Perplexed by Drinking and Driving Deaths
Concerned by persistent drinking and driving deaths in the US, the Inspector General of the Transportation Department’s Office has embarked on a study of drunken driving and the effectiveness of recent efforts to reduce alcohol related fatalities.
Despite lower BAC levels across the nation and numerous state and federal anti-drunk driving programs, the total alcohol related fatality rate has not dropped significantly in recent years, despite a previously steady decline since 1982. And the government wants to know why.
“Despite the combined efforts of federal and state safety officials, 2003 was the sixth consecutive year with no discernible progress in reducing alcohol-related crashes and fatalities,” the Office of Inspector General noted.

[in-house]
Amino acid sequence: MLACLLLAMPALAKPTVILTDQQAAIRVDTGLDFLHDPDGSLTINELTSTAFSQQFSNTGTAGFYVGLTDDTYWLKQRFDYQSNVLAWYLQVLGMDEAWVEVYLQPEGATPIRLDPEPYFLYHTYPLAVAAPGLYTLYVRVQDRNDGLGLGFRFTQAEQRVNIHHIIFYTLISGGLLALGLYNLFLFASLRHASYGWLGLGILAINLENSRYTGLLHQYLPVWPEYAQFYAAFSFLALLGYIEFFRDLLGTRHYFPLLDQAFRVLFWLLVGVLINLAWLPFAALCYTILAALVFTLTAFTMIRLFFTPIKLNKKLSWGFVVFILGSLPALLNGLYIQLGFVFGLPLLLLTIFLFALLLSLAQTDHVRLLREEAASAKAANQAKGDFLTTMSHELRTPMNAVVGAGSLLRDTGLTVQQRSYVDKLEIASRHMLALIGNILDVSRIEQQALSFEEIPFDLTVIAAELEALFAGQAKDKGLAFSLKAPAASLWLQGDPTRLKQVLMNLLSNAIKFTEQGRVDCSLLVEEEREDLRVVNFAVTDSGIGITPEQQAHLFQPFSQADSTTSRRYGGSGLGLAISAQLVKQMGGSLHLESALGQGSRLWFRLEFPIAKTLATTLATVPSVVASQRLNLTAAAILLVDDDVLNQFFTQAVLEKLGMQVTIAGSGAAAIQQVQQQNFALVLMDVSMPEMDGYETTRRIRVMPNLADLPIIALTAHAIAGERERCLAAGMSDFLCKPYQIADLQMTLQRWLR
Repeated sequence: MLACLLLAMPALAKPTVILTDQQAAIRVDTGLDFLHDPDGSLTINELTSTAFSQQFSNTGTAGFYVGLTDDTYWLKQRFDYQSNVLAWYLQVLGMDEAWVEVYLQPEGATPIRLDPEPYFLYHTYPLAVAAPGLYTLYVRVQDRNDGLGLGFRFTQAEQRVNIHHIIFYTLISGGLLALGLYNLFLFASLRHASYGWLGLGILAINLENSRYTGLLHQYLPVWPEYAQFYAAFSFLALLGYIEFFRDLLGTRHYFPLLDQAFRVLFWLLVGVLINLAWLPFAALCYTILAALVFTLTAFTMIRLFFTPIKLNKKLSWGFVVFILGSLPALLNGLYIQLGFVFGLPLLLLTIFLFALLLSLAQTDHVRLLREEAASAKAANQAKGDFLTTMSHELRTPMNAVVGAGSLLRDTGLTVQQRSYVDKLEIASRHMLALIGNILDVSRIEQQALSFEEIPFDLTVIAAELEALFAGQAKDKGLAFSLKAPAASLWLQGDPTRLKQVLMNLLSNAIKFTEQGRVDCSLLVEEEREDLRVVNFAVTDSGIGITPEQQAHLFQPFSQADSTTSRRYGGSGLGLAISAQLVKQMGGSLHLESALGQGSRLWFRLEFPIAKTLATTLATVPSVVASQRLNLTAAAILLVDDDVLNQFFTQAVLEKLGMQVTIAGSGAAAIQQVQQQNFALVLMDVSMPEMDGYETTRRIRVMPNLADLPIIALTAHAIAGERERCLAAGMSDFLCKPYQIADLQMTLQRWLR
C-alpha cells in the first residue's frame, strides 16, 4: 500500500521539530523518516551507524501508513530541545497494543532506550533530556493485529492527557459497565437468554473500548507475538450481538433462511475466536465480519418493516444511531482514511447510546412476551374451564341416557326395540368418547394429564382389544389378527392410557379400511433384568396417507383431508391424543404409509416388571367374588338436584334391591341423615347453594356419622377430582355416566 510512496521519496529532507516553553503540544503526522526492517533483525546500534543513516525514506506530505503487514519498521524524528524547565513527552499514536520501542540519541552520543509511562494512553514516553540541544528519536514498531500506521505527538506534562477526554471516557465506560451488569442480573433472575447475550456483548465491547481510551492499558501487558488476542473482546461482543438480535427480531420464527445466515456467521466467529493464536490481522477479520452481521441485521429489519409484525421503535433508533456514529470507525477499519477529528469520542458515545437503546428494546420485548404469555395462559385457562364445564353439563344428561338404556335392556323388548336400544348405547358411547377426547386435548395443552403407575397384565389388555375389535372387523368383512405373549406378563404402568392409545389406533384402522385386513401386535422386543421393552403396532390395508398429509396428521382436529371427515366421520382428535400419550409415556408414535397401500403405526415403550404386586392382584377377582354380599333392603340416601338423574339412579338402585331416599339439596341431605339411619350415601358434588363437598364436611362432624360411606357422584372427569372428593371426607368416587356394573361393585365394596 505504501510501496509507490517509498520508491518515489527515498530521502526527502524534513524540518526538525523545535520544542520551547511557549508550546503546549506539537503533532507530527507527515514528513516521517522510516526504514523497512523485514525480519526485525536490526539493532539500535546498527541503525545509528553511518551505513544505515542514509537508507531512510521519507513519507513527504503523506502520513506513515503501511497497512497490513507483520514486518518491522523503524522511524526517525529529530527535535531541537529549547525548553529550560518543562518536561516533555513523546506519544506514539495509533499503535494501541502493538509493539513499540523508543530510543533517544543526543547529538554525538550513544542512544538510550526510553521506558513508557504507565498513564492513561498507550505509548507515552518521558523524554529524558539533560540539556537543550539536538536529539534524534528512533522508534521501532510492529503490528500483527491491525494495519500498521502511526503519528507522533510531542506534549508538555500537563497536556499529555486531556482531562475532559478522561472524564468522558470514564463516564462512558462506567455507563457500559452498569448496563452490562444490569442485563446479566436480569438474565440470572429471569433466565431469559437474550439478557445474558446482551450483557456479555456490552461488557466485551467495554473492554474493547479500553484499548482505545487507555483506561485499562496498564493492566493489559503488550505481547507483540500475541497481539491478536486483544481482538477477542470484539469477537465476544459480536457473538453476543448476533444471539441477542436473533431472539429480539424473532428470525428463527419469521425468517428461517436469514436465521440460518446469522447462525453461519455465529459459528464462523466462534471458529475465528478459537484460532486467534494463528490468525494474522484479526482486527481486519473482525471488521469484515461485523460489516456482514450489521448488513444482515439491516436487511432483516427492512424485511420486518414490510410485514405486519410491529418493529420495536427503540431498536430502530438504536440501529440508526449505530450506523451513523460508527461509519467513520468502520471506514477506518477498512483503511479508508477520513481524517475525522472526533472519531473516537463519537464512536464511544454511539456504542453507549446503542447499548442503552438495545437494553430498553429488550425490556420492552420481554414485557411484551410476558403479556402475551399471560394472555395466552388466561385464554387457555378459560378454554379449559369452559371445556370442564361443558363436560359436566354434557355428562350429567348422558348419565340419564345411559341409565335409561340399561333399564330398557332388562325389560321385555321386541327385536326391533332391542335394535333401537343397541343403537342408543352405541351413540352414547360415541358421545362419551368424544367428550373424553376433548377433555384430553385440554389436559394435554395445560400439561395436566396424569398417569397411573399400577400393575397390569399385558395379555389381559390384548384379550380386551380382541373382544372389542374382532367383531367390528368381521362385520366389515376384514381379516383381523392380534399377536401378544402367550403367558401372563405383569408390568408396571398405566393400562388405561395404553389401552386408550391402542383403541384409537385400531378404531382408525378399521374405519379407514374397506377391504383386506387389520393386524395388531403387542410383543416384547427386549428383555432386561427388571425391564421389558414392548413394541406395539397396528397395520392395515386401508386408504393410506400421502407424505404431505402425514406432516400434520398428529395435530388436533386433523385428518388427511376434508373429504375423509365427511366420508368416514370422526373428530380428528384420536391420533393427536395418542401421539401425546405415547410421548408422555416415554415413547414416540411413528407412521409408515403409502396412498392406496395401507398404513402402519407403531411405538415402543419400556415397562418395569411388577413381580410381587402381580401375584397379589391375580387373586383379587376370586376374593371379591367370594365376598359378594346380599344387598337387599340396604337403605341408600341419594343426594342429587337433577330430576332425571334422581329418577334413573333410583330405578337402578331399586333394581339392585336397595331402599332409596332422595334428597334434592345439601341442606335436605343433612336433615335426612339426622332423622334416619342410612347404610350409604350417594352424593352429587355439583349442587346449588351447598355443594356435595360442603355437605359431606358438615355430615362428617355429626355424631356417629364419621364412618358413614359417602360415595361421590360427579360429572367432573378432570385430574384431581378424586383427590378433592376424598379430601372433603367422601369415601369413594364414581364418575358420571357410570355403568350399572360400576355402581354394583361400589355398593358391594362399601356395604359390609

According to the National Highway Transportation Safety Administration, 17,013 of our fellow citizens died in alcohol-related motor vehicle crashes in 2003. This amounts to a whopping 40 percent of all traffic fatalities that were alcohol-related.
The Transportation Department will study existing state and federal anti-drunk driving programs, and will compare drunk driving problems in states with different enforcement policies, and calculate all the federal resources in use.